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2019

Property Law and Real Estate

Institution
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Articles 1 - 30 of 62

Full-Text Articles in Law

Personal Property Security Law: International Ambitions And Local Realities, Giuliano G. Castellano, Andrea Tosato Dec 2019

Personal Property Security Law: International Ambitions And Local Realities, Giuliano G. Castellano, Andrea Tosato

All Faculty Scholarship

Personal property security law is a key element of “access to credit” and “financial inclusion”. The prevailing view is that a legal framework enabling the effective use of personal property as collateral markedly benefits both lenders and borrowers. Lenders can offer financing at a lower cost thanks to reduced credit risk; borrowers can access funding by leveraging the otherwise unavailable value of the assets integral to their operations.

Over the past century, the priorities of personal property security law have evolved fundamentally. As small and medium-sized enterprises (SMEs) and individual entrepreneurs have become the growth engine of both developed and …


Politics And Policy: Chinese Money And Its Impact On The Regulation Of Residential Property In The West, Edward Seng Wei Ti Dec 2019

Politics And Policy: Chinese Money And Its Impact On The Regulation Of Residential Property In The West, Edward Seng Wei Ti

Research Collection Yong Pung How School Of Law

The narrative of Chinese real estate investors in some western jurisdictions reads like this: China has in recent decades, enjoyed burgeoning wealth creation across all strata in society. Chinese buyers are attracted to a ‘westernised’ education for their children, an agreeable and law-abiding civic society all whilst living in a clean and pleasant environment. Western real estate markets are seen as safe havens and bringing about portfolio diversification. This flood of Chinese wealth has impacted residential housing markets resulting in locals being outpriced. To combat unaffordability and housing shortages, governments have had no choice but to impose regulatory measures preventing …


Condominium Government And The Right To Live In The City, Douglas C. Harris Dec 2019

Condominium Government And The Right To Live In The City, Douglas C. Harris

All Faculty Publications

Condominium is an architecture of land ownership that produces separate, privately owned units within multi-unit developments. Condominium also constructs a form of private, democratic government, described as a fourth order of government, that acts beneath federal and provincial governments, and alongside municipal government, to govern owners and their property. This article considers a conflict between residential-unit owners and a commercial-unit owner within a condominium development in Vancouver’s Downtown Eastside. Drawing from material produced in litigation, the article situates the dispute within its property and urban contexts to argue that condominium government requires attention, and not just for its impact on …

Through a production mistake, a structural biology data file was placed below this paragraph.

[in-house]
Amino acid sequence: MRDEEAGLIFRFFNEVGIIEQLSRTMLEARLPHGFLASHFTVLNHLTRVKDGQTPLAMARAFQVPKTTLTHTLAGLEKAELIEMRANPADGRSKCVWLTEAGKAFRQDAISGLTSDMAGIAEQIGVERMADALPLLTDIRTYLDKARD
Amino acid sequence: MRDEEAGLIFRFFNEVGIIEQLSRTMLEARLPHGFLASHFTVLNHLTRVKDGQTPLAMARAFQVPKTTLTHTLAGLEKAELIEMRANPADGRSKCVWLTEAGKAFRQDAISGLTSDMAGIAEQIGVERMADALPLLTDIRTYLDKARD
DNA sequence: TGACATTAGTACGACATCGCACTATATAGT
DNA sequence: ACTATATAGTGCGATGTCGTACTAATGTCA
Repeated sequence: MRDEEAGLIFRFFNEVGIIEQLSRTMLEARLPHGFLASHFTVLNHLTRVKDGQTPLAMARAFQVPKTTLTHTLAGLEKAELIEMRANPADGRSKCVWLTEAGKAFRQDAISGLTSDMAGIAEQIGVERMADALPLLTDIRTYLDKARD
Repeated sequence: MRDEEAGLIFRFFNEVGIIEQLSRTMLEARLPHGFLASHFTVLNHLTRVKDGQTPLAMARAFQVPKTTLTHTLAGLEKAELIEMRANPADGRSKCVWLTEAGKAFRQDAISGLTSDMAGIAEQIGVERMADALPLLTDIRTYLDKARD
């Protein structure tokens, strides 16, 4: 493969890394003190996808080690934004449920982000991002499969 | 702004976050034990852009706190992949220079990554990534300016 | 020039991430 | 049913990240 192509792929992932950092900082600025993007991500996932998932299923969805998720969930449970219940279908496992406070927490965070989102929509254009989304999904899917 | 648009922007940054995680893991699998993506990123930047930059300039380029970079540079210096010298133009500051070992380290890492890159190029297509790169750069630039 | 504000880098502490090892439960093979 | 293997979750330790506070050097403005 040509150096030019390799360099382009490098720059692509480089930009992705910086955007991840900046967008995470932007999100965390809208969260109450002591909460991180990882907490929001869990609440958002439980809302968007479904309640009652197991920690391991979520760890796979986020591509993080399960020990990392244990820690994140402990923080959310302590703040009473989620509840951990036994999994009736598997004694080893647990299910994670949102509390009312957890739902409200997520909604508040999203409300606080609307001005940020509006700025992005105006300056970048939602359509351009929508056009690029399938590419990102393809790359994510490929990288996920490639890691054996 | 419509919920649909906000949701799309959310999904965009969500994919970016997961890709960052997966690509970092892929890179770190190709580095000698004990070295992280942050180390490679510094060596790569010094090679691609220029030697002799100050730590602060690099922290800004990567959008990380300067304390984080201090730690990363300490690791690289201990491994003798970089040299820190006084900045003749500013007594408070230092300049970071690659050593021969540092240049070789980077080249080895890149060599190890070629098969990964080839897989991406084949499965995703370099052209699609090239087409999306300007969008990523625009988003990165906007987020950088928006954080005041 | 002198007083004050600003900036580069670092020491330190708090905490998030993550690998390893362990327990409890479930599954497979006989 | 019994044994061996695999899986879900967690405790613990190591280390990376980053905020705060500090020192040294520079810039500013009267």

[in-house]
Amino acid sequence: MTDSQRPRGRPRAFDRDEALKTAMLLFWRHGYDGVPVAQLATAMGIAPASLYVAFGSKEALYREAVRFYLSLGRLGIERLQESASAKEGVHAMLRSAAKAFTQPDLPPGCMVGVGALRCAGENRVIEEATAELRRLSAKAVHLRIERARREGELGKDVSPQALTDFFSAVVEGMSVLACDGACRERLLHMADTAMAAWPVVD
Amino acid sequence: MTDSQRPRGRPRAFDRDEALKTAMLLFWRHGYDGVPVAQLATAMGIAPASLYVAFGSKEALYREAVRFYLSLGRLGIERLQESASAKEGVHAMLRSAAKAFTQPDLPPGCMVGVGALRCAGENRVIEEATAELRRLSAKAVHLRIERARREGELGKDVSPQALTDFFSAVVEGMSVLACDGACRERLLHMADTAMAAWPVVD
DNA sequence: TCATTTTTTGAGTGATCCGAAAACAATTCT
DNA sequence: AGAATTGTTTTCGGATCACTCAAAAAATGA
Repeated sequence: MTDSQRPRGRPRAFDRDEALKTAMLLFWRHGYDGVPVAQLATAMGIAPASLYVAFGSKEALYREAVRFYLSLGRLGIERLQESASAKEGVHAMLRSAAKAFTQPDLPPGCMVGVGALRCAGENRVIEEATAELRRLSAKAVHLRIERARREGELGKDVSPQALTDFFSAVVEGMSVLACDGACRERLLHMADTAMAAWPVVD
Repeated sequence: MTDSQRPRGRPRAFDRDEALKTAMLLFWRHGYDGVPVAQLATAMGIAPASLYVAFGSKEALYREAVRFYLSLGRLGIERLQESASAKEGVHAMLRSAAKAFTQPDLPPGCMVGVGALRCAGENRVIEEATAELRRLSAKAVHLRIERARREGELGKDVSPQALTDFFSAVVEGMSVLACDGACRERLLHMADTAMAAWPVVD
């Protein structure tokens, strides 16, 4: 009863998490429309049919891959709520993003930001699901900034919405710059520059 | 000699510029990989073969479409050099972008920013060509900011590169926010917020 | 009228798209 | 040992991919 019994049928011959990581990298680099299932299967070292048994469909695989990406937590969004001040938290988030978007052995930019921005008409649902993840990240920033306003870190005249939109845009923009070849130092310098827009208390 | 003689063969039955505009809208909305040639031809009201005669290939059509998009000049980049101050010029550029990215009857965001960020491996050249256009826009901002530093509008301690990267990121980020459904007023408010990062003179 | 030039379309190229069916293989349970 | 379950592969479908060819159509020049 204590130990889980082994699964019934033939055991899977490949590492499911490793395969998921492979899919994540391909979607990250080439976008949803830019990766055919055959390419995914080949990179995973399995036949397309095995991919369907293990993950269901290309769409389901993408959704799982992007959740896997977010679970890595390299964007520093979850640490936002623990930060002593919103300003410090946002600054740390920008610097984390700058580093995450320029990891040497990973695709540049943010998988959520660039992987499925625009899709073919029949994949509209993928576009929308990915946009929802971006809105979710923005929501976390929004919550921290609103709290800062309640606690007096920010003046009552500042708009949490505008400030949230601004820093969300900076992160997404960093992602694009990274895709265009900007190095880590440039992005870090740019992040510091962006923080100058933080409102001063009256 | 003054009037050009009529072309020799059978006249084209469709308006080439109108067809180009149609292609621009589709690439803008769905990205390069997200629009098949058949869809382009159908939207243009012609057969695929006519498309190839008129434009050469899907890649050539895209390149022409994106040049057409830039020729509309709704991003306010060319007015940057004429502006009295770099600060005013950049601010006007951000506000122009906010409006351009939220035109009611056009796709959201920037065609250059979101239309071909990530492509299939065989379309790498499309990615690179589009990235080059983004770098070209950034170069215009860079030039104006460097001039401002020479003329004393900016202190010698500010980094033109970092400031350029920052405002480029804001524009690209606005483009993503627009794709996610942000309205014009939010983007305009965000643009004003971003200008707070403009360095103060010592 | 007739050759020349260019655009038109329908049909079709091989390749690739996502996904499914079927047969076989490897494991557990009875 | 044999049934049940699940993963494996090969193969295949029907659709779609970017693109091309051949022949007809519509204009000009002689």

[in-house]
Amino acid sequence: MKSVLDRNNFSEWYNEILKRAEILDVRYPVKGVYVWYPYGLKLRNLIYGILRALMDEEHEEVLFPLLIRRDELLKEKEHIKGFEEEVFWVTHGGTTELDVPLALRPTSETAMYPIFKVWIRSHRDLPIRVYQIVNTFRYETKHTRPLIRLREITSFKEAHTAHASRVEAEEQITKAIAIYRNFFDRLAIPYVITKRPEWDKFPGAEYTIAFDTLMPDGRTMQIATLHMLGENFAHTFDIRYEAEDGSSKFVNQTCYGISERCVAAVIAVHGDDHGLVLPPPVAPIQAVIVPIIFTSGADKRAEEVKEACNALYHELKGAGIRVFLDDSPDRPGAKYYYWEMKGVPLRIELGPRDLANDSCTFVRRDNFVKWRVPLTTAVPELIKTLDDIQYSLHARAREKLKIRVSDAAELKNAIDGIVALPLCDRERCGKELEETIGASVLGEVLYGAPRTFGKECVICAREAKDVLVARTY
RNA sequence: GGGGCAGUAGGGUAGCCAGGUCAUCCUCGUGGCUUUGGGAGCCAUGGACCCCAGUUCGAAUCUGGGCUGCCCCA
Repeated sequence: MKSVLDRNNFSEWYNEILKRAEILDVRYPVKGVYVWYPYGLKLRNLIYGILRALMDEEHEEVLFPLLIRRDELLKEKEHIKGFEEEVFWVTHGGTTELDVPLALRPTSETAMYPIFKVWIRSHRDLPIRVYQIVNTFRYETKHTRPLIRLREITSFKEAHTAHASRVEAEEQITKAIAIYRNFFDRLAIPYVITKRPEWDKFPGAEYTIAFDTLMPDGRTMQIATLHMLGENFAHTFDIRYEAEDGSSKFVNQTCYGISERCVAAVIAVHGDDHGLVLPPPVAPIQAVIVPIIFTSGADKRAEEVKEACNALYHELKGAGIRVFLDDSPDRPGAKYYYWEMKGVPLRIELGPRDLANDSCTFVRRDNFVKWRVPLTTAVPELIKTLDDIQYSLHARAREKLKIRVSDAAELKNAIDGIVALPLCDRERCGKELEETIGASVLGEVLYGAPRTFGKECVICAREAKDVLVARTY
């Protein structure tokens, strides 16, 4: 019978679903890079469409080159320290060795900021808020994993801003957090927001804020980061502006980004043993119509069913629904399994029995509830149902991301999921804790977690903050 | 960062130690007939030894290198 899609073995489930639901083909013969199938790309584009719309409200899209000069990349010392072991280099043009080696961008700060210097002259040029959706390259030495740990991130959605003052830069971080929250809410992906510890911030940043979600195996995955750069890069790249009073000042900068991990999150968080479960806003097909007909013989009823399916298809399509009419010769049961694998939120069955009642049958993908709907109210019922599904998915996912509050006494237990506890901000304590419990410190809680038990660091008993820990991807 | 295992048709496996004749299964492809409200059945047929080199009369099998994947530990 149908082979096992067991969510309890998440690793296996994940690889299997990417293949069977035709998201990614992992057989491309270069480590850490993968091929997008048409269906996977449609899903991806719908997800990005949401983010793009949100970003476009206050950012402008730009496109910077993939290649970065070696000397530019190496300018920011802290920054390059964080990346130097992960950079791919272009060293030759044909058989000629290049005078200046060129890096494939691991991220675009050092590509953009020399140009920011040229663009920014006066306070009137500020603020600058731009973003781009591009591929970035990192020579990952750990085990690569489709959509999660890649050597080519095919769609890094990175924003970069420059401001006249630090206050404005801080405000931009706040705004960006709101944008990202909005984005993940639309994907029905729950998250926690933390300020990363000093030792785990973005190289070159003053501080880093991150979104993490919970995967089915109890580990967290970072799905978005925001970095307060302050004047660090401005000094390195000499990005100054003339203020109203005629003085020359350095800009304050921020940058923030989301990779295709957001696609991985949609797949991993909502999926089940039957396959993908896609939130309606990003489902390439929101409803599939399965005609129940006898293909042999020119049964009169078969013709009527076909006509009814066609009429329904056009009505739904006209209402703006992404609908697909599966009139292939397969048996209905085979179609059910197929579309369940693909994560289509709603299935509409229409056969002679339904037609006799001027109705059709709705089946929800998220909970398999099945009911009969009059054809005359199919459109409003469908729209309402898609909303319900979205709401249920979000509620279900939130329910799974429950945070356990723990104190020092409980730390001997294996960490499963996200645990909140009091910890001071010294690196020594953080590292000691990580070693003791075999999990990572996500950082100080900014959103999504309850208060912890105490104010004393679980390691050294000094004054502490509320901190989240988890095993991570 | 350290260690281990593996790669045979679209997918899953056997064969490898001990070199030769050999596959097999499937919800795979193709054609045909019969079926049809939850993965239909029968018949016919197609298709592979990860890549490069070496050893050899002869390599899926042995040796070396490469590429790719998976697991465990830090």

The Implications Of Environmental Law And Latino Property Rights On Modern-Age Border Security: Rejecting A Physical Border And Embracing A Virtual Wall, Kevin Hernandez Nov 2019

The Implications Of Environmental Law And Latino Property Rights On Modern-Age Border Security: Rejecting A Physical Border And Embracing A Virtual Wall, Kevin Hernandez

Student Scholarship

For many, the construction of a physical border is a rational solution to national security concerns at the southern border. However, there is much evidence indicating that the negative impacts of building a physical border wall far outweigh its benefits. Particularly, the border region’s eco-systems have much to lose in the form of extinctions, biodiversity reduction, and critical habitat destruction. On top of that, a number of Latino communities would be the victims of various eminent domain claims that would strip them of land that, in many cases, has been in their family for multiple gener- ations. The broad, almost …


Community In Property: Lessons From Tiny Homes Villages, Lisa T. Alexander Nov 2019

Community In Property: Lessons From Tiny Homes Villages, Lisa T. Alexander

Faculty Scholarship